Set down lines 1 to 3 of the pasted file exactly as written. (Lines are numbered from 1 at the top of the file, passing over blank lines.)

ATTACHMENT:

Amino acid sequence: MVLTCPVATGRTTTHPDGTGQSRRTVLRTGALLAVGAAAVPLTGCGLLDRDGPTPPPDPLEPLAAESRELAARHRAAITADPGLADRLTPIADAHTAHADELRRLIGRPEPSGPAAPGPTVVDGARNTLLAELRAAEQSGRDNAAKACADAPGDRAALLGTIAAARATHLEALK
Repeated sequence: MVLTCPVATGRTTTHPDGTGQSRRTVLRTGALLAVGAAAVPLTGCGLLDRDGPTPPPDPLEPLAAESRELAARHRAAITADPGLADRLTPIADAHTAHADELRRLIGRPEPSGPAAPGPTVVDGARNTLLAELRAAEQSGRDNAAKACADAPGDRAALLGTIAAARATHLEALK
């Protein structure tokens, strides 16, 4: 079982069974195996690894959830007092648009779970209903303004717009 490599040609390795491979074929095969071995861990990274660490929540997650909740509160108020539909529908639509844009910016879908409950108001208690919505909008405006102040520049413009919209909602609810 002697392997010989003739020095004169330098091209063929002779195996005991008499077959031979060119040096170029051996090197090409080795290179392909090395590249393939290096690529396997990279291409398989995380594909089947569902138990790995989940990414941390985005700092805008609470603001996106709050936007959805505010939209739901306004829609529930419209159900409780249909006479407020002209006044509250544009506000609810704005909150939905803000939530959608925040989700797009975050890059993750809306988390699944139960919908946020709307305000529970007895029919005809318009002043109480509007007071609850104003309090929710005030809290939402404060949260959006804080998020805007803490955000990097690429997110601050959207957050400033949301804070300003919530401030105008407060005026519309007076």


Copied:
Amino acid sequence: MVLTCPVATGRTTTHPDGTGQSRRTVLRTGALLAVGAAAVPLTGCGLLDRDGPTPPPDPLEPLAAESRELAARHRAAITADPGLADRLTPIADAHTAHADELRRLIGRPEPSGPAAPGPTVVDGARNTLLAELRAAEQSGRDNAAKACADAPGDRAALLGTIAAARATHLEALK
Repeated sequence: MVLTCPVATGRTTTHPDGTGQSRRTVLRTGALLAVGAAAVPLTGCGLLDRDGPTPPPDPLEPLAAESRELAARHRAAITADPGLADRLTPIADAHTAHADELRRLIGRPEPSGPAAPGPTVVDGARNTLLAELRAAEQSGRDNAAKACADAPGDRAALLGTIAAARATHLEALK
């Protein structure tokens, strides 16, 4: 079982069974195996690894959830007092648009779970209903303004717009 490599040609390795491979074929095969071995861990990274660490929540997650909740509160108020539909529908639509844009910016879908409950108001208690919505909008405006102040520049413009919209909602609810 002697392997010989003739020095004169330098091209063929002779195996005991008499077959031979060119040096170029051996090197090409080795290179392909090395590249393939290096690529396997990279291409398989995380594909089947569902138990790995989940990414941390985005700092805008609470603001996106709050936007959805505010939209739901306004829609529930419209159900409780249909006479407020002209006044509250544009506000609810704005909150939905803000939530959608925040989700797009975050890059993750809306988390699944139960919908946020709307305000529970007895029919005809318009002043109480509007007071609850104003309090929710005030809290939402404060949260959006804080998020805007803490955000990097690429997110601050959207957050400033949301804070300003919530401030105008407060005026519309007076």